Greetings all! We’ve come to the last installment of our study of Revelation chapters 6 and 7. In the last post, we talked about the identity of the four angels that were assigned to hold back the winds of heaven from blowing on the earth. In this post, we’re going to identify the “great multitude of saints in heaven.” And we’re going to talk about how we’ve changed the meaning of the word “tribulation.” Keep reading.
Revelation Chapter 7
Fifth in a Five-Part Series
By Karen Thompson
A Great Multitude of Saints in Heaven
Rev. 7:9 After this I beheld, and, lo, a great multitude, which no man could number, of all nations, and kindreds, and people, and tongues, stood before the throne, and before the Lamb, clothed with white robes, and palms in their hands; 10 And cried with a loud voice, saying, Salvation to our God which sitteth upon the throne, and unto the Lamb. 11 And all the angels stood round about the throne, and about the elders and the four beasts, and fell before the throne on their faces, and worshipped God, 12 Saying, Amen: Blessing, and glory, and wisdom, and thanksgiving, and honour, and power, and might, be unto our God for ever and ever. Amen. 13 And one of the elders answered, saying unto me, What are these which are arrayed in white robes? and whence came they? 14 And I said unto him, Sir, thou knowest. And he said to me, These are they which came out of great tribulation, and have washed their robes, and made them white in the blood of the Lamb. 15 Therefore are they before the throne of God, and serve him day and night in his temple: and he that sitteth on the throne shall dwell among them. 16 They shall hunger no more, neither thirst any more; neither shall the sun light on them, nor any heat. 17 For the Lamb which is in the midst of the throne shall feed them, and shall lead them unto living fountains of waters: and God shall wipe away all tears from their eyes.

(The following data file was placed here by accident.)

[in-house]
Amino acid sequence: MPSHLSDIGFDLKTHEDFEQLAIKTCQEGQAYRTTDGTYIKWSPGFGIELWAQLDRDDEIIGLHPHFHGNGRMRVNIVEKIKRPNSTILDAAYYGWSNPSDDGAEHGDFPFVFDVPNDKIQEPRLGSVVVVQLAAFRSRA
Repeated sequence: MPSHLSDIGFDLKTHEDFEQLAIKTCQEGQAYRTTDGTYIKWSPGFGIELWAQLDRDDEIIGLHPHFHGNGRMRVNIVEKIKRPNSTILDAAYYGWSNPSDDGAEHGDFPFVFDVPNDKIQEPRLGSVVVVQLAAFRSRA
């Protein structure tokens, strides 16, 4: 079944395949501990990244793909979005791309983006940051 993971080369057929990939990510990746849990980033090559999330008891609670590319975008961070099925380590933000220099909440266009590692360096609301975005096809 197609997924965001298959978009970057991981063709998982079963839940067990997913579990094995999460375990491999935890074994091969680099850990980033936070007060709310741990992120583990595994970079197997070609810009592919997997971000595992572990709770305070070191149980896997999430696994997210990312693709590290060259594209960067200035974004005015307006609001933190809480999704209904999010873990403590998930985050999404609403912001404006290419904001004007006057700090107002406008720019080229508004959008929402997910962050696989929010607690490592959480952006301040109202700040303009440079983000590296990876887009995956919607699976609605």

After John saw the 144,000 servants being sealed, a new scenario suddenly opened up before him. He described seeing a great multitude in heaven: “Lo, a great multitude, which no man could number, of all nations, and kindreds, and people, and tongues, stood before the throne, and before the Lamb” (v. 9). When reading this, the first thing that comes to mind is how abruptly the subject changed. We go from reading about the angels holding back the four winds of heaven so the 144,000 can be sealed, and then all of a sudden, John is describing seeing a great multitude in heaven. Though it’s not yet readily apparent at this point, the reason the scenario changed so quickly is because as soon as the full number of the 144,000 servants are sealed, they are caught up to God (or raptured) in heaven. This will become apparent in chapters 12 and 13.
John saw far more than the 144,000 servants in heaven. He described seeing a great multitude so large that “no man could number.” The multitude was made up of people from all nations, people groups, and different languages. They are standing before the throne of God and before the Lamb. They were all given white robes, which were robes of righteousness. White clothing is one of the overcomer’s rewards (Rev. 3:5). The people in the great multitude are being rewarded for their faithfulness.
Palm Trees Symbolize Righteousness
In addition to wearing white robes, verse nine says the saints in heaven are holding palms in their hands. Let’s talk about the symbolism of the palm tree. Carvings of palm trees were all over the temple, as they too were a symbol of righteousness: “The righteous shall flourish like the palm tree” (Ps. 92:12). Also, the palm branch was used in the festival of booths, a seven-day feast called a season of rejoicing. On the first day of the feast, they were to take branches of four species of trees, the palm branch being one of them, and then holding them together, wave them in six directions (east, south, west, north, up and down) while reciting a blessing (Lev. 23:40).